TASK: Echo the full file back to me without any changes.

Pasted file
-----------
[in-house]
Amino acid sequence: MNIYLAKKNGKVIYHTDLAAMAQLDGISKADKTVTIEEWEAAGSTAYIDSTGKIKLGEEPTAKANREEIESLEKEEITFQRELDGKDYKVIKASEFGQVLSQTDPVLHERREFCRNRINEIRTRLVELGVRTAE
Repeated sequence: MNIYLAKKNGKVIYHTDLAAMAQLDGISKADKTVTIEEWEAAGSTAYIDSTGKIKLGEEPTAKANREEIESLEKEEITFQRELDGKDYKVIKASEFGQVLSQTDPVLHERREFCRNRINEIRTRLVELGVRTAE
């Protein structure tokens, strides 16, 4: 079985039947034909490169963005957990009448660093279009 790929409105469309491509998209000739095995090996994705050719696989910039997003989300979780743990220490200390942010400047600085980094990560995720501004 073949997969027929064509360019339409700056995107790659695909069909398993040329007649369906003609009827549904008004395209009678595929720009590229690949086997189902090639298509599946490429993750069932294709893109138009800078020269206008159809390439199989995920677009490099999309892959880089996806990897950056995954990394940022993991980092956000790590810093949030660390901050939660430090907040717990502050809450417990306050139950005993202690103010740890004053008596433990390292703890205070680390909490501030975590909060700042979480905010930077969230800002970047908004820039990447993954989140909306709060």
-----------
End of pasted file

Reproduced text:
[in-house]
Amino acid sequence: MNIYLAKKNGKVIYHTDLAAMAQLDGISKADKTVTIEEWEAAGSTAYIDSTGKIKLGEEPTAKANREEIESLEKEEITFQRELDGKDYKVIKASEFGQVLSQTDPVLHERREFCRNRINEIRTRLVELGVRTAE
Repeated sequence: MNIYLAKKNGKVIYHTDLAAMAQLDGISKADKTVTIEEWEAAGSTAYIDSTGKIKLGEEPTAKANREEIESLEKEEITFQRELDGKDYKVIKASEFGQVLSQTDPVLHERREFCRNRINEIRTRLVELGVRTAE
């Protein structure tokens, strides 16, 4: 079985039947034909490169963005957990009448660093279009 790929409105469309491509998209000739095995090996994705050719696989910039997003989300979780743990220490200390942010400047600085980094990560995720501004 073949997969027929064509360019339409700056995107790659695909069909398993040329007649369906003609009827549904008004395209009678595929720009590229690949086997189902090639298509599946490429993750069932294709893109138009800078020269206008159809390439199989995920677009490099999309892959880089996806990897950056995954990394940022993991980092956000790590810093949030660390901050939660430090907040717990502050809450417990306050139950005993202690103010740890004053008596433990390292703890205070680390909490501030975590909060700042979480905010930077969230800002970047908004820039990447993954989140909306709060």